Although the first book is infused with humor, Wilson outlines real-life scenarios that every client and barber can identify with. “I noticed constant habits of customers and I would silently say to myself ‘I wish they would stop doing that.’” The book references the consistently late customer who conveniently forgets closing times; the non-tipper, the never satisfied customer and much more. Bottom line, Wilson wants clients to simply “cut it out.”

His second book is written in a more serious tone and deals with the etiquette and management side of the business. Wilson believes a great deal of the respectability of the profession has become diluted because a generation of barbers and stylists have arisen whose sole purpose of being in the business is to gain a fast dollar.

“It doesn’t matter how sharp you make someone’s hair cut look, if you don’t recognize there is a science beyond your ability you will always be broke. The reason is because some people don’t have etiquette or management skills,” Wilson says. Wilson’s books and message have been showcased at Bishop T.D. Jakes’ Mega Fest in Dallas, Texas where comedian Michael Colyar was able to peep inside and get a good chuckle.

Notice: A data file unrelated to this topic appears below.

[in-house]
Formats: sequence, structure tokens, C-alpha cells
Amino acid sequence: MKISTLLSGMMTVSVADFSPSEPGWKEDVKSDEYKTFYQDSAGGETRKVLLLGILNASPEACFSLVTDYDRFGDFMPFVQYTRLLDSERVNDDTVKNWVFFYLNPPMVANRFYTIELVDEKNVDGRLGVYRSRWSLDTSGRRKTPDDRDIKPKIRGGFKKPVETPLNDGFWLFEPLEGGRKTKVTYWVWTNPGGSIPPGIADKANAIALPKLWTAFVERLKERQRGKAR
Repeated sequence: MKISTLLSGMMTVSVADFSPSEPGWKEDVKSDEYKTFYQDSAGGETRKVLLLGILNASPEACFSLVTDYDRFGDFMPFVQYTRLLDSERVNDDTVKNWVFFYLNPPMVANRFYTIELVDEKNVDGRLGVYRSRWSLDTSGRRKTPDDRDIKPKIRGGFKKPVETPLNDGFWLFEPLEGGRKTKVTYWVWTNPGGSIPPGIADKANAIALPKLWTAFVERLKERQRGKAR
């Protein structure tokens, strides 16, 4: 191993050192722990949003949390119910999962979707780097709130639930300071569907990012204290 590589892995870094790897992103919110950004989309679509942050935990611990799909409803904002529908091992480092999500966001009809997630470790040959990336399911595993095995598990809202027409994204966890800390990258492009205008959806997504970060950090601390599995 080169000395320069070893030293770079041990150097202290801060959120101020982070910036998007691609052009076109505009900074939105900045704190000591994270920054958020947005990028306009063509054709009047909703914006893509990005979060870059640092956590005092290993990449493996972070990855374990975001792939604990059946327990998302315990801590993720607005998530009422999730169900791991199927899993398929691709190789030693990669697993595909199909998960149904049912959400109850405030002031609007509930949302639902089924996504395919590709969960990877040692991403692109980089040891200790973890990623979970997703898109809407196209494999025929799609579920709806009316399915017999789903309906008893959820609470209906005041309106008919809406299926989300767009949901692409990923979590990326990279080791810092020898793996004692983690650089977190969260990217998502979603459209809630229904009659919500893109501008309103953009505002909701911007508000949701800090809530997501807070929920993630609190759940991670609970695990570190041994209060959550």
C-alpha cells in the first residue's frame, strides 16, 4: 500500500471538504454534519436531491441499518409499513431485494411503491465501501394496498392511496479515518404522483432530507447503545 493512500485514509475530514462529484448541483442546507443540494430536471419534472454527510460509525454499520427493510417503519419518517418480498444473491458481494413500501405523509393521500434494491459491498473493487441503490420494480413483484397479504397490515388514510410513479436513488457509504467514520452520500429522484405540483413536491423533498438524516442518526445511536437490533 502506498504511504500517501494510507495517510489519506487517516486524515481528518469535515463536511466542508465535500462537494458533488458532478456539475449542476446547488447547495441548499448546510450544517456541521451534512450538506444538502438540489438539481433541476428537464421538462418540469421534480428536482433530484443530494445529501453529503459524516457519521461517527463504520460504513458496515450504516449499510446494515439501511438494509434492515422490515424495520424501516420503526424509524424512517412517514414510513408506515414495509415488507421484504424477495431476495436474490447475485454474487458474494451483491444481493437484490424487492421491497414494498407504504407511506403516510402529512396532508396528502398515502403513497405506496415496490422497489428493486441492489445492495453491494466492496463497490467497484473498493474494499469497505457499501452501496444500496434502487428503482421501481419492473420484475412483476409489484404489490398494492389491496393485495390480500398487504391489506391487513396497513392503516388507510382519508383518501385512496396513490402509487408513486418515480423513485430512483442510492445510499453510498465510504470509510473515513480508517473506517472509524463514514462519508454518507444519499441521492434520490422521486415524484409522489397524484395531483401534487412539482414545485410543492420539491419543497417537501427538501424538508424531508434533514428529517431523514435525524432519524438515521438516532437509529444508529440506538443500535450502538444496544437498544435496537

No matter the message, whether sharing the Gospel or dispensing handy barber tips; Wilson understands the power of simply sharing information. For him it’s all about spreading the word to help someone else. “Jesus spoke and said we would do even greater works than he did. Jesus didn’t have social media and all the things we have. I believe if he did he would have utilized it,” he said. Accordingly, he recognizes the tools he has been given and intends on using them to reach the world.